“There is always something left to love.” — One Hundred Years of Solitude
In an interview with the New York Times in 1982, master storyteller Gabriel García Márquez, said that the “tricks you need to transform something which appears fantastic, unbelievable into something plausible, credible, those I learned from journalism… The key is to tell it straight. It is done by reporters and by country folk.”
During an earlier interview with the Paris Review in 1981, he stated that literature is nothing but carpentry. “Writing something is almost as hard as making a table. With both you are working with reality, a material just as hard as wood. Both are full of tricks and techniques. Basically very little magic and a lot of hard work are involved.” Best known as the author of One Hundred Years of Solitude and Love in the Time of Cholera, García Márquez won the Nobel Prize in Literature,in 1982.
Here is a short story by the late, great author:
The Handsomest Drowned Man in the World
By Gabriel Garcia Marquez
THE FIRST CHILDREN who saw the dark and slinky bulge approaching through the sea let themselves think it was an enemy ship. Then they saw it had no flags or masts and they thought it was a whale. But when it washed up on the beach, they removed the clumps of seaweed, the jellyfish tentacles, and the remains of fish and flotsam, and only then did they see that it was a drowned man.
They had been playing with him all afternoon, burying him in the sand and digging him up again, when someone chanced to see them and spread the alarm in the village. The men who carried him to the nearest house noticed that he weighed more than any dead man they had ever known, almost as much as a horse, and they said to each other that maybe he’d been floating too long and the water had got into his bones.
When they laid him on the floor they said he’d been taller than all other men because there was barely enough room for him in the house, but they thought that maybe the ability to keep on growing after death was part of the nature of certain drowned men. He had the smell of the sea about him and only his shape gave one to suppose that it was the corpse of a human being, because the skin was covered with a crust of mud and scales. They did not even have to clean off his face to know that the dead man was a stranger.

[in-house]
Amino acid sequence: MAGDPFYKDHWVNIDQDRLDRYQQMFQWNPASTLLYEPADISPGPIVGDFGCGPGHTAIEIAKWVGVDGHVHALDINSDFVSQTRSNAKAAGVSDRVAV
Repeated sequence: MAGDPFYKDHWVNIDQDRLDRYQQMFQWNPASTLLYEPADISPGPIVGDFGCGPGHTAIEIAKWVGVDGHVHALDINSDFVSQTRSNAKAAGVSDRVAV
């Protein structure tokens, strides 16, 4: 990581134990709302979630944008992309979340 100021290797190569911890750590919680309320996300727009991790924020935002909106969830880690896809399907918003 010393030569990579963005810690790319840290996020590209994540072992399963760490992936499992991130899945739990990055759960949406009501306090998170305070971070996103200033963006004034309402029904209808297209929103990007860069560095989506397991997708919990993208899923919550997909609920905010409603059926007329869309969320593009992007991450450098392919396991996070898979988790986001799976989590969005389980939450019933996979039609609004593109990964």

The village was made up of only twenty-odd wooden houses that had stone courtyards with no flowers and which were spread about on the end of a desert-like cape. There was so little land that mothers always went about with the fear that the wind would carry off their children and the few dead that the years had caused among them had to be thrown off the cliffs. But the sea was calm and bountiful and all the men fitted into seven boats. So when they found the drowned man they simply had to look at one another to see that they were all there.
That night they did not go out to work at sea. While the men went to find out if anyone was missing in neighboring villages, the women stayed behind to care for the drowned man. They took the mud off with grass swabs, they removed the underwater stones entangled in his hair, and they scraped the crust off with tools used for scaling fish. As they were doing that they noticed that the vegetation on him came from faraway oceans and deep water and that his clothes were in tatters, as if he had sailed through labyrinths of coral.
They noticed too that he bore his death with pride, for he did not have the lonely look of other drowned men who came out of the sea or that haggard, needy look of men who drowned in rivers. But only when they finished cleaning him off did they become aware of the kind of man he was and it left them breathless. Not only was he the tallest, strongest, most virile, and best built man they had ever seen, but even though they were looking at him there was no room for him in their imagination.
Continued here: The Handsomest Drowned Man In The World
See also his Nobel acceptance lecture: Gabriel García Márquez – Nobel Lecture: The Solitude of Latin America